Branched chain amino acids (BCAA’s) consist of three essential amino acids: leucine, isoleucine and valine. Due to their role in protein synthesis, branched chain amino acid supplements are often taken by bodybuilders and weight lifters.
What are BCAAs?
Branched chain amino acids, or BCAA, are naturally occurring nutrients found in protein food sources such as meats, dairy products and even some legumes. Taken as supplements or intravenously, BCAAs have numerous applications in medicine as well as for athletic performance.
The BCAA class of proteinogenic amino acids includes leucine, isoleucine and valine, compounds with significant effects on glucose levels, metabolism and muscle health. At least one BCAA, leucine, has been shown to affect the body’s blood sugar levels, possibly by stimulating the pancreas to release insulin. As a group, BCAAs improve the transmission of signals to the brain, particularly those involving food intake and metabolism.
These compounds also account for 35% of the essential amino acids in muscle proteins, and stimulate protein synthesis in muscle tissue. For these reasons, BCAAs are in high demand among athletes, particularly bodybuilders and are widely sold as performance enhancements worldwide. .
Benefits of BCAAs
Anabolic Benefits of BCAAs
Anabolic benefits claimed by commercial marketers of BCAAs include reduced protein degradation after exercise for increased muscle mass, faster recovery time after workouts, and a boost to the metabolism for faster calorie burning.
Clinical Benefits of BCAAs
Branched chain amino acids are also used in clinical settings to treat a variety of diseases, , primarily involving the liver and kidneys. Dosed intravenously, BCAAs have been used in the treatment of kidney failure in elderly patients, and both the acute and chronic forms of hepatic encephalopathy, a brain disease caused by liver failure. Because BCAAs also affect satiety signals, they may also be used to treat eating disorders.
The ability of BCAAs to affect signal transmission to the brain makes them useful in the treatment of a variety of conditions involving faulty communication between brain and muscles, such as the movement disorder tardive dyskinesia and a variety of neurological problems. In addition, they can also be used to reduce the muscle wasting experienced by people who are bedridden for long periods, and to support the body in recovering from severe stress caused by serious injury or infection.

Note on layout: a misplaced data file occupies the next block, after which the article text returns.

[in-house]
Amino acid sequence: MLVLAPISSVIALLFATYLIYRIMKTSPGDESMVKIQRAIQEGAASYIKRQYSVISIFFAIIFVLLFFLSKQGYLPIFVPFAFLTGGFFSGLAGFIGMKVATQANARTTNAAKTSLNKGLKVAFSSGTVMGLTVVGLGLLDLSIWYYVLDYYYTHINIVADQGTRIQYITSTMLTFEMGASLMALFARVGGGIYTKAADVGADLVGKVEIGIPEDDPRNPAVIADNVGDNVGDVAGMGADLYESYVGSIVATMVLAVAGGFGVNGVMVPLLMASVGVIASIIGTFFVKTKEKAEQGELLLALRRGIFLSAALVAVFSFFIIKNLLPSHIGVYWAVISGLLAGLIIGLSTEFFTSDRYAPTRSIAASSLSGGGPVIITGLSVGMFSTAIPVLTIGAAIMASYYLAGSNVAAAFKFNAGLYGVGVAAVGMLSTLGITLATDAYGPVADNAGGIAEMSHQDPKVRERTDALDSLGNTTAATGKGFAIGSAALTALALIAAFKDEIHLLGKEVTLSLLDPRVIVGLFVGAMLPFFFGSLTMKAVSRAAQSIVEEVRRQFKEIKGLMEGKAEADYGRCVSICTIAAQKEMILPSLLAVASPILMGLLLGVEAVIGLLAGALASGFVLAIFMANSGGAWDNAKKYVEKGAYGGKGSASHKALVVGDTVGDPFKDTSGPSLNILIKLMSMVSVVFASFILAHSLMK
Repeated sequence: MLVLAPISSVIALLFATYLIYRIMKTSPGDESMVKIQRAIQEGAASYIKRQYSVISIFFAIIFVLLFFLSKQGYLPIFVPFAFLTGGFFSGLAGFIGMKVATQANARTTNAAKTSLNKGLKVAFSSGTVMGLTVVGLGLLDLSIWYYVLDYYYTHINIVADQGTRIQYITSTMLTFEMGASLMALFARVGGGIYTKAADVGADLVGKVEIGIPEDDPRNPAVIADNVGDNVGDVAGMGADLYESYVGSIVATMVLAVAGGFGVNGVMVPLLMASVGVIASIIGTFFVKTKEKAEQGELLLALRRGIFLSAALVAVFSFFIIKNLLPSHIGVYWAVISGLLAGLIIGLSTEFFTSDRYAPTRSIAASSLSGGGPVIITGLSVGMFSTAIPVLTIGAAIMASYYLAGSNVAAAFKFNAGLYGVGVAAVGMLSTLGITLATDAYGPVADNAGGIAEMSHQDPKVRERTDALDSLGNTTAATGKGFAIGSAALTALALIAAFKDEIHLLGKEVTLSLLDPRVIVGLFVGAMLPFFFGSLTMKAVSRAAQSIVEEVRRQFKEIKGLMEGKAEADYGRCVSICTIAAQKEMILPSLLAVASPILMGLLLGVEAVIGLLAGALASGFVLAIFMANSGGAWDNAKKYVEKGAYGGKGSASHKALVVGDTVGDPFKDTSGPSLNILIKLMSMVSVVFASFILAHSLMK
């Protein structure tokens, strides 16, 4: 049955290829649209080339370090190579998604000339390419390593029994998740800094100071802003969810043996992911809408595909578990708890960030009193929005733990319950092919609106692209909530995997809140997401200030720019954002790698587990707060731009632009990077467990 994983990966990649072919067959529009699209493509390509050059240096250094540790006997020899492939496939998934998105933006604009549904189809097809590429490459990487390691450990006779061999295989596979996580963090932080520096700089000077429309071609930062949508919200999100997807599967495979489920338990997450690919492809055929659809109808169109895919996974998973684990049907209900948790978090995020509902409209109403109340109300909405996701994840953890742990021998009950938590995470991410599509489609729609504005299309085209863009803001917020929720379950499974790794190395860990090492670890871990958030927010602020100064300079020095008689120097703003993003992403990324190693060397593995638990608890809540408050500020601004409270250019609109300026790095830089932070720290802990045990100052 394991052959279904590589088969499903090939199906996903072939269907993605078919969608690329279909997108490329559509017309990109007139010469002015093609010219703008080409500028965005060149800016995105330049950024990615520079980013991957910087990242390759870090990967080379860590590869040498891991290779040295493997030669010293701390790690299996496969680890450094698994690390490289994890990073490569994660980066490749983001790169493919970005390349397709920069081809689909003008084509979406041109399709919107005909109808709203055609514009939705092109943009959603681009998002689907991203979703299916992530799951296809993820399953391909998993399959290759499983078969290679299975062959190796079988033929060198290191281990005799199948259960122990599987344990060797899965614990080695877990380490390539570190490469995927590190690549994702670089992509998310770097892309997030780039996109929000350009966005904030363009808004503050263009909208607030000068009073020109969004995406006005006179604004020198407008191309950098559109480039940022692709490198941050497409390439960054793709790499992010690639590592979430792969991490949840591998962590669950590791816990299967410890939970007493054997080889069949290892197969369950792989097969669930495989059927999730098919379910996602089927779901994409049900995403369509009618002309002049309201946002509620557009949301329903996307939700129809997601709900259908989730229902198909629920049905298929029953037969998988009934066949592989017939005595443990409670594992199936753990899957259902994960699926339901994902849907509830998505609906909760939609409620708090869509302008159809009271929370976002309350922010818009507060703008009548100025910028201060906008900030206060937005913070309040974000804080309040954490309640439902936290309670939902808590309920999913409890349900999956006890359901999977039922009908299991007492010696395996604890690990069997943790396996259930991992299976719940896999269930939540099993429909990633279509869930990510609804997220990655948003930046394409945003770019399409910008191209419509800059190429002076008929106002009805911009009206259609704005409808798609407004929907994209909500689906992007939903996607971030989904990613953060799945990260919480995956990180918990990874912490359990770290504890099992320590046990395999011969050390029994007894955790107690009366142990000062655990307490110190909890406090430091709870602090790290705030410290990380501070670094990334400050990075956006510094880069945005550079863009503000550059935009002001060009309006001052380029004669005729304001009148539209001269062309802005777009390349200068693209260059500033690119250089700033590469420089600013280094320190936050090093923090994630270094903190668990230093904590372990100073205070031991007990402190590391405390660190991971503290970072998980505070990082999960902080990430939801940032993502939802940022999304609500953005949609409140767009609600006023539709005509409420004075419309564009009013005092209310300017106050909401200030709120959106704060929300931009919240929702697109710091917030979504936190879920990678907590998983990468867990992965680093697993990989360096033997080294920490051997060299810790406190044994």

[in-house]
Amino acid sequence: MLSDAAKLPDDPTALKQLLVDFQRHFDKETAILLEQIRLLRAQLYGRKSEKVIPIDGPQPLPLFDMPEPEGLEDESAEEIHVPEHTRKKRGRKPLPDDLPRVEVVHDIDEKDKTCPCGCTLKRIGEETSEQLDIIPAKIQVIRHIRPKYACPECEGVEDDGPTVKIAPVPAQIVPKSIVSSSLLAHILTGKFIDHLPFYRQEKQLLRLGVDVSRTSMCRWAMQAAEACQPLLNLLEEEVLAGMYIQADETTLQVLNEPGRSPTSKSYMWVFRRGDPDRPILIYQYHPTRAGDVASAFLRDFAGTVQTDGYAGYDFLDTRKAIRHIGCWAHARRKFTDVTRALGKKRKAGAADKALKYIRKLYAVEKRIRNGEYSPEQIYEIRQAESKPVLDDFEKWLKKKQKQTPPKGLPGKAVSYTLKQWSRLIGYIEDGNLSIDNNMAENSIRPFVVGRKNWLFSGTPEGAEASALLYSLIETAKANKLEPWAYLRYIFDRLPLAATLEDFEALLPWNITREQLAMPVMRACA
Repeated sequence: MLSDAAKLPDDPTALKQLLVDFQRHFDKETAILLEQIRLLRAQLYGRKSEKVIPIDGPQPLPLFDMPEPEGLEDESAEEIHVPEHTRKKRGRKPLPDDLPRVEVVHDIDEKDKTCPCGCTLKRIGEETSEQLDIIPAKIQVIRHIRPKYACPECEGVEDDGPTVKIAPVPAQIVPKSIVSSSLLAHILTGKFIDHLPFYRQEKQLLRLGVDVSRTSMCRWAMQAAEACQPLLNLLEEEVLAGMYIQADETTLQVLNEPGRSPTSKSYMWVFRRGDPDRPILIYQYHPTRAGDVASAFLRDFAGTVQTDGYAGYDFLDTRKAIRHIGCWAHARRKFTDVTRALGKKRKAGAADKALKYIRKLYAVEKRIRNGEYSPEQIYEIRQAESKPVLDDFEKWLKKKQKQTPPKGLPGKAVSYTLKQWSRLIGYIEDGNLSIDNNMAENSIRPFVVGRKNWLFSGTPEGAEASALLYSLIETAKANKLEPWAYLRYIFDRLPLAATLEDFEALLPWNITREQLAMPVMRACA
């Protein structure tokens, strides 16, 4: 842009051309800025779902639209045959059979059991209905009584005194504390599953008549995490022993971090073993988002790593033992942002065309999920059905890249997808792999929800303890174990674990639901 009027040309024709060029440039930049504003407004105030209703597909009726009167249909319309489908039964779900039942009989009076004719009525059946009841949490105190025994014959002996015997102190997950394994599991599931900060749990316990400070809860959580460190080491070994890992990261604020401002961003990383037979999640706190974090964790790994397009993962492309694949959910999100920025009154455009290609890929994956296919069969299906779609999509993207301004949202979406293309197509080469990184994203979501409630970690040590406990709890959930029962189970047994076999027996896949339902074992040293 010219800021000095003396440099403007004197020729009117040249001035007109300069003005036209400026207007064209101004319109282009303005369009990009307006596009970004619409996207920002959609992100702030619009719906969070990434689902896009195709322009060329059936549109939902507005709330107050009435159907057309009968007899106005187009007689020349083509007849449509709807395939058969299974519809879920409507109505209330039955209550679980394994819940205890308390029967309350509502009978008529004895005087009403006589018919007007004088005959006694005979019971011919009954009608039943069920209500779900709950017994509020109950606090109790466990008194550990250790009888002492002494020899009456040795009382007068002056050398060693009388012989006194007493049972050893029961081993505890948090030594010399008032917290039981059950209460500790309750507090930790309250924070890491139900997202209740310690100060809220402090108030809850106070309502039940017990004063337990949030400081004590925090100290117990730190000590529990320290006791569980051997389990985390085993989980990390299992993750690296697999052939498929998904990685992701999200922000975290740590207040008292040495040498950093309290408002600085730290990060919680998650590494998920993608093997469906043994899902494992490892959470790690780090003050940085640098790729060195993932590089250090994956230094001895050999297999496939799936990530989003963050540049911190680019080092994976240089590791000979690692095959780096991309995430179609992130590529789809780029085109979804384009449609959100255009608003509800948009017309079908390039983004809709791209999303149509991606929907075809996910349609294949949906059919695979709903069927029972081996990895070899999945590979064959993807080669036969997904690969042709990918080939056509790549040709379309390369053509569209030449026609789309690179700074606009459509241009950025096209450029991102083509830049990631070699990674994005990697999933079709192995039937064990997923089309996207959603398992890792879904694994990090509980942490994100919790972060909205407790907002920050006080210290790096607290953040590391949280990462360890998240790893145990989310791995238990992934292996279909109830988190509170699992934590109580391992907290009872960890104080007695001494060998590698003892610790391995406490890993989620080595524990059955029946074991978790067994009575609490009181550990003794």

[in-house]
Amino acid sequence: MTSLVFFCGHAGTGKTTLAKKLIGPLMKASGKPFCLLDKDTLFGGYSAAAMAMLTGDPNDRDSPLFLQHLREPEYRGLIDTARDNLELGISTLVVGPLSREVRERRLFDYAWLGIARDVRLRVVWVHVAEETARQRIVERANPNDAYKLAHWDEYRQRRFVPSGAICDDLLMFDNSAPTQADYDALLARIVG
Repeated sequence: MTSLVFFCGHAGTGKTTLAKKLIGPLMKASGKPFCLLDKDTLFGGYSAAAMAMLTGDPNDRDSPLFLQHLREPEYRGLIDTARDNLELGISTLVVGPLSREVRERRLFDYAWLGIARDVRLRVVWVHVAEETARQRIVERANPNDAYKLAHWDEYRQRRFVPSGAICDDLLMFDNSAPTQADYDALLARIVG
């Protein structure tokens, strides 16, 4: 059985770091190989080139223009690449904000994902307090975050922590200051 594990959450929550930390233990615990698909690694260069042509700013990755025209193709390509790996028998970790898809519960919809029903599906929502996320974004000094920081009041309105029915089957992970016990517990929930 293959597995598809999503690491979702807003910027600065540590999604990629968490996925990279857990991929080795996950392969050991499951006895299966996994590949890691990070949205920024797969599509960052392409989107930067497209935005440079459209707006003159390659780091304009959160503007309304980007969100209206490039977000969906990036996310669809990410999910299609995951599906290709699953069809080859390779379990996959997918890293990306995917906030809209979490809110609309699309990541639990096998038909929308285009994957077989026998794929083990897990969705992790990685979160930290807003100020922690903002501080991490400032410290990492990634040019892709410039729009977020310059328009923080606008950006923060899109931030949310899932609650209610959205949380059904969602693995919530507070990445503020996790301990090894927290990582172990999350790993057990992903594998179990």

Potential Side Effects of BCAAs
Although BCAAs are naturally occurring in foods and generally safe, experts warn of some side effects when taken at higher doses in supplement or injectable forms. Although BCAAs are used to combat fatigue and muscle stress, one known side effect of supplementation is fatigue, along with loss of coordination. For that reason, care is recommended when using these amino acids during activities requiring good coordination, such as driving or operating other machinery.
Serious complications can occur when BCAAs are used by individuals with amyotrophic lateral sclerosis (ALS, or Lou Gehrig’s Diseases), in whom the use of BCAAs have been linked to lung failure and higher death rates. In alcoholics the use of BCAAs has been linked to higher rates of liver disease. In some individuals with a rare condition called branched-chain ketoaciduria, an increased intake of BCAAs can cause seizures as well as serious mental and physical retardation.
Since at least one BCAA, leucine, affects the ability of the pancreas to produce insulin, an intake of BCAAs can lower blood sugar levels, particularly in infants, causing a condition called idiopathic hypoglycemia. BCAAs should also be used with caution in any situation requiring careful blood sugar control.
Branched chain amino acids occur naturally in foods and play a key role in keeping the body healthy and muscles strong. BCAA supplements enhance the effects of these amino acids, with benefits for a variety of medical conditions as well as for athletic enhancement – but these benefits also bring risks with intensive or long-term use.